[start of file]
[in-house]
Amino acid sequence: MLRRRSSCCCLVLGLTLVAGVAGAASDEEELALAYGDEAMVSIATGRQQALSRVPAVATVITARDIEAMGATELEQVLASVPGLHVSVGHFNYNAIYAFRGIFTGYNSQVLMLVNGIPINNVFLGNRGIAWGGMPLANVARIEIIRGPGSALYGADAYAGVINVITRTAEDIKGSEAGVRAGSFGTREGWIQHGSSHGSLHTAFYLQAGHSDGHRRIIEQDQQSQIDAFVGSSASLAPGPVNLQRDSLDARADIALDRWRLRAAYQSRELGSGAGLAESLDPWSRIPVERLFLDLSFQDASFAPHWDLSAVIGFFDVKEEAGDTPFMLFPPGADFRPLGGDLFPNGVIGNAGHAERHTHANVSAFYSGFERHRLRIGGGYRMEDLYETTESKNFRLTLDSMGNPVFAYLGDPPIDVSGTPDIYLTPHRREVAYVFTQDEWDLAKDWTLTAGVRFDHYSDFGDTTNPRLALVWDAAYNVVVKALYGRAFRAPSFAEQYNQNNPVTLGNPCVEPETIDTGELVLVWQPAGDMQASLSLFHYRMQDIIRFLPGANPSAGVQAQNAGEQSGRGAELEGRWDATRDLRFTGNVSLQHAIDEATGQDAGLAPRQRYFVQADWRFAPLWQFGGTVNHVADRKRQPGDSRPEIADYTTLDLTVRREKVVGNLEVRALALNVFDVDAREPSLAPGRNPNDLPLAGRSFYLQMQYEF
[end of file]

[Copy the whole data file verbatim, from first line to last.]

[in-house]
Amino acid sequence: MLRRRSSCCCLVLGLTLVAGVAGAASDEEELALAYGDEAMVSIATGRQQALSRVPAVATVITARDIEAMGATELEQVLASVPGLHVSVGHFNYNAIYAFRGIFTGYNSQVLMLVNGIPINNVFLGNRGIAWGGMPLANVARIEIIRGPGSALYGADAYAGVINVITRTAEDIKGSEAGVRAGSFGTREGWIQHGSSHGSLHTAFYLQAGHSDGHRRIIEQDQQSQIDAFVGSSASLAPGPVNLQRDSLDARADIALDRWRLRAAYQSRELGSGAGLAESLDPWSRIPVERLFLDLSFQDASFAPHWDLSAVIGFFDVKEEAGDTPFMLFPPGADFRPLGGDLFPNGVIGNAGHAERHTHANVSAFYSGFERHRLRIGGGYRMEDLYETTESKNFRLTLDSMGNPVFAYLGDPPIDVSGTPDIYLTPHRREVAYVFTQDEWDLAKDWTLTAGVRFDHYSDFGDTTNPRLALVWDAAYNVVVKALYGRAFRAPSFAEQYNQNNPVTLGNPCVEPETIDTGELVLVWQPAGDMQASLSLFHYRMQDIIRFLPGANPSAGVQAQNAGEQSGRGAELEGRWDATRDLRFTGNVSLQHAIDEATGQDAGLAPRQRYFVQADWRFAPLWQFGGTVNHVADRKRQPGDSRPEIADYTTLDLTVRREKVVGNLEVRALALNVFDVDAREPSLAPGRNPNDLPLAGRSFYLQMQYEF